Early dialogue into the possibility of merging the Depew and Lancaster school districts drew the ire of many of the nearly 90 people at the Depew School Board's meeting Thursday.
Erie County Executive Joel A. Giambra, who also attended, said that this is to be expected early on but that he is pleased that there were community members willing to at least lend their ears to the discussion.
"It's encouraging to see the people are willing to discuss it. It's a very sensitive and emotional issue," Giambra said.
The county executive along with Lancaster School Board Member Georgette F. Pelletterie and the Depew School Board held a brief dialogue regarding consolidation. The meeting was forced from the boardroom into the gymnasium of the Terrace Boulevard building to accommodate the large turnout.
"It sounds to me that bigger isn't always better," said Maureen Mineo, a district transportation worker and parent of two Depew graduates. "Lancaster has been growing and growing and growing. If getting bigger saves taxes, why hasn't Lancaster seen that yet?
"I fail to see how anything will be saved. We don't need more schools in Depew. Lancaster needs them; we're doing OK."
Mineo received a rousing ovation.
The possible consolidation between the 5,600-student Lancaster and the 2,700-student Depew districts arose in April at a Lancaster School Board meeting when the board voted to form a task force to examine the idea, Pelletterie said.
"We're not going to wipe Depew off of the map; we're just trying to see if it's viable. It may not be viable," Pelletterie said.
The start of such a study is awaiting the results of an Oct. 26 meeting between the school boards from both districts and a representative from the State Education Department. The public meeting is scheduled for 6 p.m. at the Erie 1 Board of Cooperative Educational Services headquarters, 355 Harlem Road, West Seneca.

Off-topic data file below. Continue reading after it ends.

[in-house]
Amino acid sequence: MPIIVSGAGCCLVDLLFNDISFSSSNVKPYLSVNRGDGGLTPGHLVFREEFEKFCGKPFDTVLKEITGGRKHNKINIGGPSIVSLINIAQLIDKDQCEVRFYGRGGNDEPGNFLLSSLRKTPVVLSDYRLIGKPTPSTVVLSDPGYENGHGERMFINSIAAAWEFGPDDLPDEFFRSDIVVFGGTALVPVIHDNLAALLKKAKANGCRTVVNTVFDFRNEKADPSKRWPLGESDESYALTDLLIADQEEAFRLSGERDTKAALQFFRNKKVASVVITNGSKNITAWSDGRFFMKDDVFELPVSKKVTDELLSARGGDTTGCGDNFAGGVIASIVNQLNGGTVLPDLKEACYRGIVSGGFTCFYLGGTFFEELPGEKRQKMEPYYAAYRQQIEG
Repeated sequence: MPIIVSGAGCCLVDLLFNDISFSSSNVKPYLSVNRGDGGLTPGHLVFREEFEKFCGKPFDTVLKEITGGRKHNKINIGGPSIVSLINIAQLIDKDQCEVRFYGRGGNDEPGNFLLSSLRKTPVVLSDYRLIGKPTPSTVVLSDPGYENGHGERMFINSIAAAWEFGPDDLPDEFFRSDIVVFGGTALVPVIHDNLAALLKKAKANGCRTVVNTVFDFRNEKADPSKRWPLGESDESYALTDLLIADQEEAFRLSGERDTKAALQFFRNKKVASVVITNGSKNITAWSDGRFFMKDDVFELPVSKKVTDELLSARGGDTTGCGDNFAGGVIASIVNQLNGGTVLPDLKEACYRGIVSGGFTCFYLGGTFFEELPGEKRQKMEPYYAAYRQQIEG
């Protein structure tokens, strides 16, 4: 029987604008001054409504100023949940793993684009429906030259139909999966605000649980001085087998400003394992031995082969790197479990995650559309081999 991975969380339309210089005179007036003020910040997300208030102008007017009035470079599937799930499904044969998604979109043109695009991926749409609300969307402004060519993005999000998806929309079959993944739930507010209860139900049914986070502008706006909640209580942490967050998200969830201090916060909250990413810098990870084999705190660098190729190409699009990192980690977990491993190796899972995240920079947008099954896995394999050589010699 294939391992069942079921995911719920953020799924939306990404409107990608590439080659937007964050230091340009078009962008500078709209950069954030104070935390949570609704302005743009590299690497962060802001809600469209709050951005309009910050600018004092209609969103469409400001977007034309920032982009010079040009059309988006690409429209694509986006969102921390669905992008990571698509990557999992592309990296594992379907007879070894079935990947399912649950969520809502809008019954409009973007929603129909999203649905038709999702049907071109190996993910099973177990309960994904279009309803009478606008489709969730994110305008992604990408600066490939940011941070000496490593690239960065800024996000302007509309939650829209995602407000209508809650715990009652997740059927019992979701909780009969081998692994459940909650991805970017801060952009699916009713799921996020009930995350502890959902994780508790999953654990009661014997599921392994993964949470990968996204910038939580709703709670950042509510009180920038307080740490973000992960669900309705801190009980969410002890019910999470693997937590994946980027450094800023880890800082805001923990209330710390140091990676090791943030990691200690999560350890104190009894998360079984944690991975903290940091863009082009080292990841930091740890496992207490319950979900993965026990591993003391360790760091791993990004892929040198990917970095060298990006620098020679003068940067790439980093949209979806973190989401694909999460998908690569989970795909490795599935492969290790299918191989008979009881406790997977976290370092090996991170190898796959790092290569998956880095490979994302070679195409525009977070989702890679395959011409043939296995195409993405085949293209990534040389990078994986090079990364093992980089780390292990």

If both districts agree that a study into a possible consolidation should be undertaken, Giambra has pledged county funds to pay for it.
"It's my responsibility as the regional leader to engage people in these discussions. I'm willing to provide additional resources if both districts want to have more information," Giambra said.
The county executive acknowledged that the chief impediment to a merger is emotion -- about school pride, school colors and a school's mascot. But according to the county executive, those things do not have to change.
Ultimately, any decision to merge districts resides with the public. Residents from both districts would need to approve the measure in a public referendum. Even if consolidation does not occur, Giambra said, this dialogue opens up avenues for future progress on interdistrict service and collaborative purchasing.
Whatever the case, the idea remains in its infancy, said Depew School Superintendent Robert D. Olczak. Any process toward consolidation would begin only if a study were undertaken and indicated that it was in both districts' interest to do so, he reiterated.
"We have an obligation to consider providing a better education to our kids at the most cost-effective manner to our taxpayers," Olczak said. "We'd look at the ramifications (of consolidation) both pro and con, but the final step would require a public referendum from both communities."